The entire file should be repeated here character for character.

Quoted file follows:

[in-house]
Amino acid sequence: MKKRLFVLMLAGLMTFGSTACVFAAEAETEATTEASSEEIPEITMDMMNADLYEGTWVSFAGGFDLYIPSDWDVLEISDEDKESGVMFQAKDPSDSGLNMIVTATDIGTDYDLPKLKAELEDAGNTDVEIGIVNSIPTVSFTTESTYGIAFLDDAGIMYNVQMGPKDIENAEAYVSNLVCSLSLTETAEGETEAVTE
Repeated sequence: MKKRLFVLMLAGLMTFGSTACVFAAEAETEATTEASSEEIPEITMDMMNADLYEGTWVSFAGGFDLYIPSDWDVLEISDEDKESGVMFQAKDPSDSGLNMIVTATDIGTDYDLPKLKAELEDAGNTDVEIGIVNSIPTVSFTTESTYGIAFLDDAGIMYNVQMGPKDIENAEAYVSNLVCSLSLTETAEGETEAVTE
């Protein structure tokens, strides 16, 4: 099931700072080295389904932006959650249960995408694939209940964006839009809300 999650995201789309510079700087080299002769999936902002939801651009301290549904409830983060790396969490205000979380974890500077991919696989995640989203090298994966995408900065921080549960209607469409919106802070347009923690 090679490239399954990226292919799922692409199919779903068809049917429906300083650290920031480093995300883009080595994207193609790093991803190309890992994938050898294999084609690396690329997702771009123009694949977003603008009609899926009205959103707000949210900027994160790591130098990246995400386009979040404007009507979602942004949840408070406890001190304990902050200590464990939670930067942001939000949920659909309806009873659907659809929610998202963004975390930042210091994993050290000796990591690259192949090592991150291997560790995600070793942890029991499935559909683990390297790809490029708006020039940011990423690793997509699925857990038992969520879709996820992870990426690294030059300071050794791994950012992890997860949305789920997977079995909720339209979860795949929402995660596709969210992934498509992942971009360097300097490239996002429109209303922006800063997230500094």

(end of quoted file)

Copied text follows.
[in-house]
Amino acid sequence: MKKRLFVLMLAGLMTFGSTACVFAAEAETEATTEASSEEIPEITMDMMNADLYEGTWVSFAGGFDLYIPSDWDVLEISDEDKESGVMFQAKDPSDSGLNMIVTATDIGTDYDLPKLKAELEDAGNTDVEIGIVNSIPTVSFTTESTYGIAFLDDAGIMYNVQMGPKDIENAEAYVSNLVCSLSLTETAEGETEAVTE
Repeated sequence: MKKRLFVLMLAGLMTFGSTACVFAAEAETEATTEASSEEIPEITMDMMNADLYEGTWVSFAGGFDLYIPSDWDVLEISDEDKESGVMFQAKDPSDSGLNMIVTATDIGTDYDLPKLKAELEDAGNTDVEIGIVNSIPTVSFTTESTYGIAFLDDAGIMYNVQMGPKDIENAEAYVSNLVCSLSLTETAEGETEAVTE
């Protein structure tokens, strides 16, 4: 099931700072080295389904932006959650249960995408694939209940964006839009809300 999650995201789309510079700087080299002769999936902002939801651009301290549904409830983060790396969490205000979380974890500077991919696989995640989203090298994966995408900065921080549960209607469409919106802070347009923690 090679490239399954990226292919799922692409199919779903068809049917429906300083650290920031480093995300883009080595994207193609790093991803190309890992994938050898294999084609690396690329997702771009123009694949977003603008009609899926009205959103707000949210900027994160790591130098990246995400386009979040404007009507979602942004949840408070406890001190304990902050200590464990939670930067942001939000949920659909309806009873659907659809929610998202963004975390930042210091994993050290000796990591690259192949090592991150291997560790995600070793942890029991499935559909683990390297790809490029708006020039940011990423690793997509699925857990038992969520879709996820992870990426690294030059300071050794791994950012992890997860949305789920997977079995909720339209979860795949929402995660596709969210992934498509992942971009360097300097490239996002429109209303922006800063997230500094």